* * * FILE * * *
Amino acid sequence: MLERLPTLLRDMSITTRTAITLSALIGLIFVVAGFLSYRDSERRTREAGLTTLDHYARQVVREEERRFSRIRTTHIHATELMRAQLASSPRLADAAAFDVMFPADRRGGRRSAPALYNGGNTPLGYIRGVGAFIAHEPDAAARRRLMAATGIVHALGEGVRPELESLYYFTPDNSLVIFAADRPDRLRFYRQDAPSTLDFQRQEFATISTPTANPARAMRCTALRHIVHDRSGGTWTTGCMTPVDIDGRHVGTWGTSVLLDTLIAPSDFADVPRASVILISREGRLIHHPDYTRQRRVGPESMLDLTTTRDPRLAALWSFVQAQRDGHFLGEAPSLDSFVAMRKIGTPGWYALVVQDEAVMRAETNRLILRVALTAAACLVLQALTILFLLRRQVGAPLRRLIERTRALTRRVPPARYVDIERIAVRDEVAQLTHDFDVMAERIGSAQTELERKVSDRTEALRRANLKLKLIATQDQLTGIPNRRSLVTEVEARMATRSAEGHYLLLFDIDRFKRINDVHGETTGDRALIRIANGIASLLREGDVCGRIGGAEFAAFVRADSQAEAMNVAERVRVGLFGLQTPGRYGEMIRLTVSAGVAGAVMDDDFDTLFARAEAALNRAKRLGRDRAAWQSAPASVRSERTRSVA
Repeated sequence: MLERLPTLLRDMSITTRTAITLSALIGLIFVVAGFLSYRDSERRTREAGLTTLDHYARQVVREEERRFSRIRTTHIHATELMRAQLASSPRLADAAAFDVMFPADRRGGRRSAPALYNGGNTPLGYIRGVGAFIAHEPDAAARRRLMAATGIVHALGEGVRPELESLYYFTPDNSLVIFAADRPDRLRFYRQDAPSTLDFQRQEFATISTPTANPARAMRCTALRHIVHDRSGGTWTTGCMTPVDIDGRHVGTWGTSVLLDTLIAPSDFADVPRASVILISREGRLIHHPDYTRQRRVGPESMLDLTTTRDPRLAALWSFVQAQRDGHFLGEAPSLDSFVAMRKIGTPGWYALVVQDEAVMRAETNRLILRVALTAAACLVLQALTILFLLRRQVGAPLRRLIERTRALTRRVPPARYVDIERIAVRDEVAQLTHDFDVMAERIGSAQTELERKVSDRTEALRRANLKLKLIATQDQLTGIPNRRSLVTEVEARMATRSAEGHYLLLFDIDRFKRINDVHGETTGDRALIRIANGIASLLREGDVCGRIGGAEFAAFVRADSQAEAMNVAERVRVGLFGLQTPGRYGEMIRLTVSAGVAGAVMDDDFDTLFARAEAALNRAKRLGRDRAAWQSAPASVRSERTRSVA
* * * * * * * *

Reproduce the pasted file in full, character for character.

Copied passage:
Amino acid sequence: MLERLPTLLRDMSITTRTAITLSALIGLIFVVAGFLSYRDSERRTREAGLTTLDHYARQVVREEERRFSRIRTTHIHATELMRAQLASSPRLADAAAFDVMFPADRRGGRRSAPALYNGGNTPLGYIRGVGAFIAHEPDAAARRRLMAATGIVHALGEGVRPELESLYYFTPDNSLVIFAADRPDRLRFYRQDAPSTLDFQRQEFATISTPTANPARAMRCTALRHIVHDRSGGTWTTGCMTPVDIDGRHVGTWGTSVLLDTLIAPSDFADVPRASVILISREGRLIHHPDYTRQRRVGPESMLDLTTTRDPRLAALWSFVQAQRDGHFLGEAPSLDSFVAMRKIGTPGWYALVVQDEAVMRAETNRLILRVALTAAACLVLQALTILFLLRRQVGAPLRRLIERTRALTRRVPPARYVDIERIAVRDEVAQLTHDFDVMAERIGSAQTELERKVSDRTEALRRANLKLKLIATQDQLTGIPNRRSLVTEVEARMATRSAEGHYLLLFDIDRFKRINDVHGETTGDRALIRIANGIASLLREGDVCGRIGGAEFAAFVRADSQAEAMNVAERVRVGLFGLQTPGRYGEMIRLTVSAGVAGAVMDDDFDTLFARAEAALNRAKRLGRDRAAWQSAPASVRSERTRSVA
Repeated sequence: MLERLPTLLRDMSITTRTAITLSALIGLIFVVAGFLSYRDSERRTREAGLTTLDHYARQVVREEERRFSRIRTTHIHATELMRAQLASSPRLADAAAFDVMFPADRRGGRRSAPALYNGGNTPLGYIRGVGAFIAHEPDAAARRRLMAATGIVHALGEGVRPELESLYYFTPDNSLVIFAADRPDRLRFYRQDAPSTLDFQRQEFATISTPTANPARAMRCTALRHIVHDRSGGTWTTGCMTPVDIDGRHVGTWGTSVLLDTLIAPSDFADVPRASVILISREGRLIHHPDYTRQRRVGPESMLDLTTTRDPRLAALWSFVQAQRDGHFLGEAPSLDSFVAMRKIGTPGWYALVVQDEAVMRAETNRLILRVALTAAACLVLQALTILFLLRRQVGAPLRRLIERTRALTRRVPPARYVDIERIAVRDEVAQLTHDFDVMAERIGSAQTELERKVSDRTEALRRANLKLKLIATQDQLTGIPNRRSLVTEVEARMATRSAEGHYLLLFDIDRFKRINDVHGETTGDRALIRIANGIASLLREGDVCGRIGGAEFAAFVRADSQAEAMNVAERVRVGLFGLQTPGRYGEMIRLTVSAGVAGAVMDDDFDTLFARAEAALNRAKRLGRDRAAWQSAPASVRSERTRSVA